Klamath Indians called the lake Giiwas, and the area became a sacred place where members of many tribes went to pray, mourn, hunt and forage, and to seek understanding and power.

At 1,943 feet, Crater Lake is the deepest lake in the United States and one of the deepest in the world. The depths were first explored in 1886 by a group from the U.S. Geological Survey. Their sounding device consisted of a lead pipe attached to piano wire. After lowering it into the water at 168 locations around the lake, they determined the deepest part was 1,996 feet. Amazingly, this was only 53 feet shy of the official depth measurement recorded with multibeam side scan sonar in 2000. Impressive!

This volcanic island resembles a wizard’s hat and rises 767 feet above Crater Lake's surface. During the summer, Wizard Island boat tours go around the lake’s perimeter and let you spend three hours on the island. That gives you plenty of time to hike, take in the panoramic views and explore this unique part of the park.

While you’re on the island, hike the Wizard Island Summit Trail. This moderate hike is approximately one hour to the top of the island, with a path leading to the 90-foot deep crater at the summit. The trail is 2.2 miles round trip.

Many animals can be found around Crater Lake, but it’s the only place in the world where you’ll find the Mazama newt. This subspecies of rough-skinned newt, also called the Crater Lake Newt, is native to the lake. Usually found hiding under rocks or logs, you may spot one of these rare creatures around the edge of the lake.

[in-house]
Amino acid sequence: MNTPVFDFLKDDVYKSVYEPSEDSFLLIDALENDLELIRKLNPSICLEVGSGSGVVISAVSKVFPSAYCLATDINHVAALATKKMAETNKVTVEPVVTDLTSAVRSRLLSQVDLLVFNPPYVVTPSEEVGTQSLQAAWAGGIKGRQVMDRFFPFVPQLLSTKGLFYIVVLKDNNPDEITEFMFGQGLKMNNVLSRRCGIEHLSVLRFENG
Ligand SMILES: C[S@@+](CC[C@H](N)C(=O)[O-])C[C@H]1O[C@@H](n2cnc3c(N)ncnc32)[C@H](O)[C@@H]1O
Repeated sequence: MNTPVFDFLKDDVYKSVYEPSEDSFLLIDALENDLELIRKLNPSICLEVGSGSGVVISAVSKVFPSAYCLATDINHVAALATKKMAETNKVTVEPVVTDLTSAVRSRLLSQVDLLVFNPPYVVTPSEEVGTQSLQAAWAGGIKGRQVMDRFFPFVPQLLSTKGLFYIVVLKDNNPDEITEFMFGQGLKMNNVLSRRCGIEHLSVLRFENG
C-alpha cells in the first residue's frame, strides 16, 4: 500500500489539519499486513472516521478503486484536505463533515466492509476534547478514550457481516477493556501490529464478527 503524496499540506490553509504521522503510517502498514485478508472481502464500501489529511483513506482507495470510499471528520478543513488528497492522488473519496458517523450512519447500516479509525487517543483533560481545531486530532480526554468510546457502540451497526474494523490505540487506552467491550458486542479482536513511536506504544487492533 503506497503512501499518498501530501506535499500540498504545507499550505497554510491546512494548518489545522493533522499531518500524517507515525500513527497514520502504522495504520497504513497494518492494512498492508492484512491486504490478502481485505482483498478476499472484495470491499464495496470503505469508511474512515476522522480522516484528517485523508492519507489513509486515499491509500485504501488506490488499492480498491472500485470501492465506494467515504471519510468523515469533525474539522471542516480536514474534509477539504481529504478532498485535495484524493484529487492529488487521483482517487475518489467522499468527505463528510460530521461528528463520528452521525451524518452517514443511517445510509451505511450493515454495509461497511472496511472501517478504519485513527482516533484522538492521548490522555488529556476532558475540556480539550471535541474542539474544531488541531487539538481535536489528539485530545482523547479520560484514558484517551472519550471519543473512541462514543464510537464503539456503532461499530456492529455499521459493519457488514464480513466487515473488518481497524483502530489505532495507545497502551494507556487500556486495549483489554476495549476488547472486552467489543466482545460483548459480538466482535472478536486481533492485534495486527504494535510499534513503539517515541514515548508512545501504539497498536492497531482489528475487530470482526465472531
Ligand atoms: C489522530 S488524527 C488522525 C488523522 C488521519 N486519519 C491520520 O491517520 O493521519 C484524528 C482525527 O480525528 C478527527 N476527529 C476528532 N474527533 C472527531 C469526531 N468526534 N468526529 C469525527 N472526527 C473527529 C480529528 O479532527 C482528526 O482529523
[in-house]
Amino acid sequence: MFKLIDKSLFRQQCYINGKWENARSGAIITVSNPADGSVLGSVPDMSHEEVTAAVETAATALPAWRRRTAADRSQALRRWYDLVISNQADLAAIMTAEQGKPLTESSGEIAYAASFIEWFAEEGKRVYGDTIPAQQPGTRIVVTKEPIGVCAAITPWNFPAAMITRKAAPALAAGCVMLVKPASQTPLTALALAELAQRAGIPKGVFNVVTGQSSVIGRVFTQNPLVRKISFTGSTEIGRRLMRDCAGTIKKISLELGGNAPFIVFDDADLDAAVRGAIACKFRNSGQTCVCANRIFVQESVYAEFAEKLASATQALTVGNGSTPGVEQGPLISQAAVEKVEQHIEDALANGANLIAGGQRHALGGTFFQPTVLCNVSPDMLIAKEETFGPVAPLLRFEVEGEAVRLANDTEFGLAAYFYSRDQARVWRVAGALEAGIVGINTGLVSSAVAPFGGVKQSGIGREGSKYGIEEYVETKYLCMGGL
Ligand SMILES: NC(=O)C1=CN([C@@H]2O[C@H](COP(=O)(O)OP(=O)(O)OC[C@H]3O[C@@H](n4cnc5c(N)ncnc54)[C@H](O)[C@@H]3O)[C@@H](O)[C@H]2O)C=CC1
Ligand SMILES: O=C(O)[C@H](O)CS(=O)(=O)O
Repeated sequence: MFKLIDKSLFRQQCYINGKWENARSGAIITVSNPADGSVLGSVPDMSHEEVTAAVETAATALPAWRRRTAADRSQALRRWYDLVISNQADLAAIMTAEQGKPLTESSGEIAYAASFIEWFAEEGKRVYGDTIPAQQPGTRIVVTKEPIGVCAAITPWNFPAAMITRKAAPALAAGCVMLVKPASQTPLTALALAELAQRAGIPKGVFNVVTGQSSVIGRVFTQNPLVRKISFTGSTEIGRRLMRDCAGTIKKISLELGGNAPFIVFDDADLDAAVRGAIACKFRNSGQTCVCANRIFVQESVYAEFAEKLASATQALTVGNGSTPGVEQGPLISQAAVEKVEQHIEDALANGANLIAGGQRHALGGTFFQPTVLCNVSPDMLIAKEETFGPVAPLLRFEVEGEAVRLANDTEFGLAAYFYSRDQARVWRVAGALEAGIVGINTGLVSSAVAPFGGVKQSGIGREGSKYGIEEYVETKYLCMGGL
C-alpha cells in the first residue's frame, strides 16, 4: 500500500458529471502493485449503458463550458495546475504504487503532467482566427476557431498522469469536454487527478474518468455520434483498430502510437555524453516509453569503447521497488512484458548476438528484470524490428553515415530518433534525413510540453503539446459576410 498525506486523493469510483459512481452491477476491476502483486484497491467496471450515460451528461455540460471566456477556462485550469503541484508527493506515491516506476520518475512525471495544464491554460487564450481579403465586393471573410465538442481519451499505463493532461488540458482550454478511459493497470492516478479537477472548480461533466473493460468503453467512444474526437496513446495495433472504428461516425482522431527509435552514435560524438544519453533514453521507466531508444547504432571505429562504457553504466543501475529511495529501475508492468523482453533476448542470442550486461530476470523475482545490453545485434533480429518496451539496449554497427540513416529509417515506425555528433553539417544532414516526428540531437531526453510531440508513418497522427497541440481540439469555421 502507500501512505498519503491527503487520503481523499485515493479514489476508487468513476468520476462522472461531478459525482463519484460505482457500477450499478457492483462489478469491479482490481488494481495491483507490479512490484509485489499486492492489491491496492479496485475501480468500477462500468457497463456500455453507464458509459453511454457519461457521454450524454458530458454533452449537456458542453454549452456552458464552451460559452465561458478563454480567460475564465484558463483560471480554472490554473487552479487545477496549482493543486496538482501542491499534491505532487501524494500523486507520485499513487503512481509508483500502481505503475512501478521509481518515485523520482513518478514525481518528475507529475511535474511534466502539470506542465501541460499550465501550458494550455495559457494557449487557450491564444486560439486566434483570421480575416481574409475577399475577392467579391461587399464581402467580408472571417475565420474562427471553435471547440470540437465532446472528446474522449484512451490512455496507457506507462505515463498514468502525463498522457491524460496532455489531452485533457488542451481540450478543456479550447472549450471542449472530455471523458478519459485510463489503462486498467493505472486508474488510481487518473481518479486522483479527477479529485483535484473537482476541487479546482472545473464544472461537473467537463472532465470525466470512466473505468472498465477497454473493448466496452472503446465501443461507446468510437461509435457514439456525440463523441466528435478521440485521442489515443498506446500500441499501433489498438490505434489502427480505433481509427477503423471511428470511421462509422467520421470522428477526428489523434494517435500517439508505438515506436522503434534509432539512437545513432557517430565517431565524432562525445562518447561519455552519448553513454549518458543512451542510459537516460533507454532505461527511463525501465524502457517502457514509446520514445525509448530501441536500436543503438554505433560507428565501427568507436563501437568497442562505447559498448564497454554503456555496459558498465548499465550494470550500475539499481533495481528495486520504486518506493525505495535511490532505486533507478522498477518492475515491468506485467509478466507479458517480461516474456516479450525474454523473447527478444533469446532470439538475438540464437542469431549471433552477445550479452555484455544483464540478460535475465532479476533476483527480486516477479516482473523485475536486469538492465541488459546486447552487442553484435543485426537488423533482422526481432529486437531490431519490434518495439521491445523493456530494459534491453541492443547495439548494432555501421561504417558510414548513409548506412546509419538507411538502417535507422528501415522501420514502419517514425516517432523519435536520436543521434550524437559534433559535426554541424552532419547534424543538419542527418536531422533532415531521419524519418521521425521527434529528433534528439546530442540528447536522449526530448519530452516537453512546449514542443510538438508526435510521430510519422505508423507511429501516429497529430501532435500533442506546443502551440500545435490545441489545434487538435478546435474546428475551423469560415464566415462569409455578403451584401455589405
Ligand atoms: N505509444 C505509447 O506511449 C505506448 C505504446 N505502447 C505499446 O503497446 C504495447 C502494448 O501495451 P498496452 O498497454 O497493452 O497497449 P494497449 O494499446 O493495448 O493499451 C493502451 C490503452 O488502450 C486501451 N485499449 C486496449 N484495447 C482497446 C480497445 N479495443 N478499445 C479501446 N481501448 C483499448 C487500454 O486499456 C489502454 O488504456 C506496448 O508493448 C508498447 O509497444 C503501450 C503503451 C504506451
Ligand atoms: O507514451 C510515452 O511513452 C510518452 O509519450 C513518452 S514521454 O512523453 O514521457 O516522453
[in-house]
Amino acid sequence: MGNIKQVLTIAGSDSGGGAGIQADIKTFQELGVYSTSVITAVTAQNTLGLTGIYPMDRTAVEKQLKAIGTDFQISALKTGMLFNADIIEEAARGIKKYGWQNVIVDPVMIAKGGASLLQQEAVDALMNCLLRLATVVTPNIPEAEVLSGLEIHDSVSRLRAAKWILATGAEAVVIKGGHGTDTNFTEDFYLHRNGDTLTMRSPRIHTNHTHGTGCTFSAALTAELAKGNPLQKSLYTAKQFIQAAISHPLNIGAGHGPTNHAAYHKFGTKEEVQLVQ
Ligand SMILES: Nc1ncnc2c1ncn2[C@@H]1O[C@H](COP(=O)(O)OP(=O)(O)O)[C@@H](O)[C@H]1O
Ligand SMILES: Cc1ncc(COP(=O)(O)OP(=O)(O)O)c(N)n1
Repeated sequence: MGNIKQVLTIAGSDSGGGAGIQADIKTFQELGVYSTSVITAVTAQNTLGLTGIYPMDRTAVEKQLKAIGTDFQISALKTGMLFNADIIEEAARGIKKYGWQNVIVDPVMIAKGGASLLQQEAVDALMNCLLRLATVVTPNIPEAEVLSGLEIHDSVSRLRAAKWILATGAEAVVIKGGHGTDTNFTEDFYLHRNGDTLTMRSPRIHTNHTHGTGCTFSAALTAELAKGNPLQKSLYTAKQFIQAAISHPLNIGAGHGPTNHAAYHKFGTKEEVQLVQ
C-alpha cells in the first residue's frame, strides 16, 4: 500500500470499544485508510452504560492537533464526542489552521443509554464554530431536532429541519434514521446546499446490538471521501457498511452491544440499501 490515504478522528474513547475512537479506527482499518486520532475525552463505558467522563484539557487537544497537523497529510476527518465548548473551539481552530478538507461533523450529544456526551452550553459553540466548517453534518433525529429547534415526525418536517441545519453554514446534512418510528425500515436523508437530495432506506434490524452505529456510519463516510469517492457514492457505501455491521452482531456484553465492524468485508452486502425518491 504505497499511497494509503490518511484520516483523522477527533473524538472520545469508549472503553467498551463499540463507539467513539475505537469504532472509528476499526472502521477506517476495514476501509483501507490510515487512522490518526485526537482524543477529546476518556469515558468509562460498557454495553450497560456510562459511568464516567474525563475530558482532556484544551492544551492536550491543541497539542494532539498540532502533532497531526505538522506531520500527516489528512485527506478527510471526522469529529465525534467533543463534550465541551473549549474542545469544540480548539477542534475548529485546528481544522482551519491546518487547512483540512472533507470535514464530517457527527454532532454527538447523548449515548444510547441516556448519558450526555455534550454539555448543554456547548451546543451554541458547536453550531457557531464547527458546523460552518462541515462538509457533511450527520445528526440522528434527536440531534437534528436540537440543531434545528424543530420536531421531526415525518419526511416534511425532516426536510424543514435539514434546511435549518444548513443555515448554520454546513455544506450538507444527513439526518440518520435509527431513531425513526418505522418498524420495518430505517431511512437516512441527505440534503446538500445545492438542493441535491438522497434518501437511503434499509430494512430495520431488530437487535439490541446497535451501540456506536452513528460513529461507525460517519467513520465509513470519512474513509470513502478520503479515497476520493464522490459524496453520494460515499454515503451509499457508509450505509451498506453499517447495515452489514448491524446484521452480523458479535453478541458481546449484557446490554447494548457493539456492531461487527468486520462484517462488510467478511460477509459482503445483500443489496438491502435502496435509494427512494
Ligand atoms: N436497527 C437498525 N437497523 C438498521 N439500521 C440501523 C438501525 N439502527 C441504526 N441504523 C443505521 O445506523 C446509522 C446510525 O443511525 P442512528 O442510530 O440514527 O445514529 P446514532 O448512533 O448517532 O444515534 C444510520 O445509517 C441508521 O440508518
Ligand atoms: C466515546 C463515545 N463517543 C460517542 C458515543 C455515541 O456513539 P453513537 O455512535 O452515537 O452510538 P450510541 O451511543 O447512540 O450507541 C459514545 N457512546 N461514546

Crater Lake has inspired people of all ages for decades. In 1870, William Gladstone Steel — a young child from Kansas — read about Crater Lake in the newspaper. Fascinated by this amazing natural wonder, he vowed to visit the lake one day, which he did in 1885. After that fateful visit, Steel made it his mission to have Crater Lake named a national park. He achieved this momentous goal on May 22, 1902.

Mount Mazama, a 12,000 foot volcano, erupted and collapsed over 7,000 years ago. This explosive occurrence formed Crater Lake. Legend from the Makalak people explains that the fall of the mountain was caused by a battle between the spirit of the sky and the spirit of the mountain. The destructive eruption signaled the end of the fight, but many natives mourned the loss of the sacred volcano.

Crater Lake National Park is one of the snowiest inhabited places in North America, with 43 feet of annual snowfall. Every year, this snowy oasis attracts thousands of cross-country skiers and snowshoers who desire to experience the best winter recreation in Oregon. 

In addition to being beautiful, snow is important to the park for many reasons, including providing water for the lake. One of the reasons it’s considered the cleanest and clearest lake in the world is because the water is almost entirely pure snowmelt.

Whether you visit for a few hours or spend several days exploring Crater Lake, you are destined to discover something new and exciting. 

Plan your visit to Crater Lake at